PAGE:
I really hope that the cruise lines can make some changes for the scooter users and leave the accessible cabins to those who really need them.

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Orkaren1 and Mesico8, thank you very much for your post and comments.

 

Your reminded me of something that may be of interest to those using scooters for comfort or just to make things easier. On a fairly recent Regal Princess cruise, Princess took the scooters for all those in standard cabins and charged them every night and returned in the morning. I my case, my scooter stayed in our closet and I charged it since I could not risk being without it over night. With this in mind, I would suggest that anyone sailing on Princess and can suffice without their scooter contact Princess to verify if the ship they wish to sail on offers the same service.

 

In past history, it seems like when one cruise line implements a procedure, the other cruise lines follow shortly. Thus there is a possibility that other cruise lines may also be providing this service. Certainly worth considering.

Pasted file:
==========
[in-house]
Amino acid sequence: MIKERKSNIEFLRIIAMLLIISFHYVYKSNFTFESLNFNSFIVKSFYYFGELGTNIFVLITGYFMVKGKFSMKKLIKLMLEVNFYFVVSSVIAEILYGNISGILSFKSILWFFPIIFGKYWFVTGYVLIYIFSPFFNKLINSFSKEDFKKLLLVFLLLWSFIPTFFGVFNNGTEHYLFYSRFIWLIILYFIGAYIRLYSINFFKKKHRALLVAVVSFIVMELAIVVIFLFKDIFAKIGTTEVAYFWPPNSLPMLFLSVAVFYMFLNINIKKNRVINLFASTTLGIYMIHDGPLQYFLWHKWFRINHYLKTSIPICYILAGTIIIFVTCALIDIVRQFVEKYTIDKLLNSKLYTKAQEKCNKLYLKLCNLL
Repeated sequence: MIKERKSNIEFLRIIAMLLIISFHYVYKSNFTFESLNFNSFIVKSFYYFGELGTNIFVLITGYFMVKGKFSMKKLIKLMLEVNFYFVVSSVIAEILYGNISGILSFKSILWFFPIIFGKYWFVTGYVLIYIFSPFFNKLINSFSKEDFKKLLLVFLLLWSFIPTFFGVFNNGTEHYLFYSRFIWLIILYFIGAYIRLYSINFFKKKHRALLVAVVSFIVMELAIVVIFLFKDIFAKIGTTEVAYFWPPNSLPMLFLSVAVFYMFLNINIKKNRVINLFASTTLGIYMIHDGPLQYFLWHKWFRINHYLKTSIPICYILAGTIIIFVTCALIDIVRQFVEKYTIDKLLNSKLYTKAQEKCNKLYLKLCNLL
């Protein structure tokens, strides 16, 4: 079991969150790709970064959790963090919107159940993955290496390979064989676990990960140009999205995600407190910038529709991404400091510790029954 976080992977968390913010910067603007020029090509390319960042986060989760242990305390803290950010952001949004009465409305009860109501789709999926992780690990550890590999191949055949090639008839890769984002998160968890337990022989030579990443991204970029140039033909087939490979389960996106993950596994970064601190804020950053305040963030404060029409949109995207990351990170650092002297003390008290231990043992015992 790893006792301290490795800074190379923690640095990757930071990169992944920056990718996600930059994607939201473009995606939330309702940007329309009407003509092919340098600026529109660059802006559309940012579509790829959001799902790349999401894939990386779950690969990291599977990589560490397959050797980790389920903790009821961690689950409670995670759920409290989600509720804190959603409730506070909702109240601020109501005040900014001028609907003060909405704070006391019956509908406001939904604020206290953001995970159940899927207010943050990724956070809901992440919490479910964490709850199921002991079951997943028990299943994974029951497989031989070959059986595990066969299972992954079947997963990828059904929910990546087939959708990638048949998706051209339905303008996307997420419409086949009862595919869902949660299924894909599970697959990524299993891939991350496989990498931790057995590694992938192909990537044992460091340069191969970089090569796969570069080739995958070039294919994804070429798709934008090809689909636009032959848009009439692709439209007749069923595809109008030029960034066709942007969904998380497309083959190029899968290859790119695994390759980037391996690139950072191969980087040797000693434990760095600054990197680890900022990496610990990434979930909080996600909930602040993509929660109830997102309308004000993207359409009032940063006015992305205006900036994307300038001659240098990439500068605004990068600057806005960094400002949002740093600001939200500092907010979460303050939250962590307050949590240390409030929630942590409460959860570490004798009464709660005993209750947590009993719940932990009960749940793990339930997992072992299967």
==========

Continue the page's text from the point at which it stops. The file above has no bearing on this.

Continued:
For those of you that a have a problem with the high step, get a piece of 2” styrofoam and make a step. It is light weight and you will never know it is in your luggage. For those of you requiring grab bars, contact the cruise line. My very first cruise, I was disgusted with the abundance of grab bars in the bathroom. At that time, I did not know what they were for.

 

We booked only one ambulatory accessible cabin. Would have probably been great for a couple and one scooter. But three old ladies and two scooters were not practical. Large fully accessible roll in bathroom. Assuming no one takes hot steamy showers, probably an excellent place to park a scooter or wheelchair. Other that the bathroom, a typical basic cabin with a door wide enough for scooter to get through. Would assume it would accommodate a wheel chair, regardless would verify if using a wheelchair.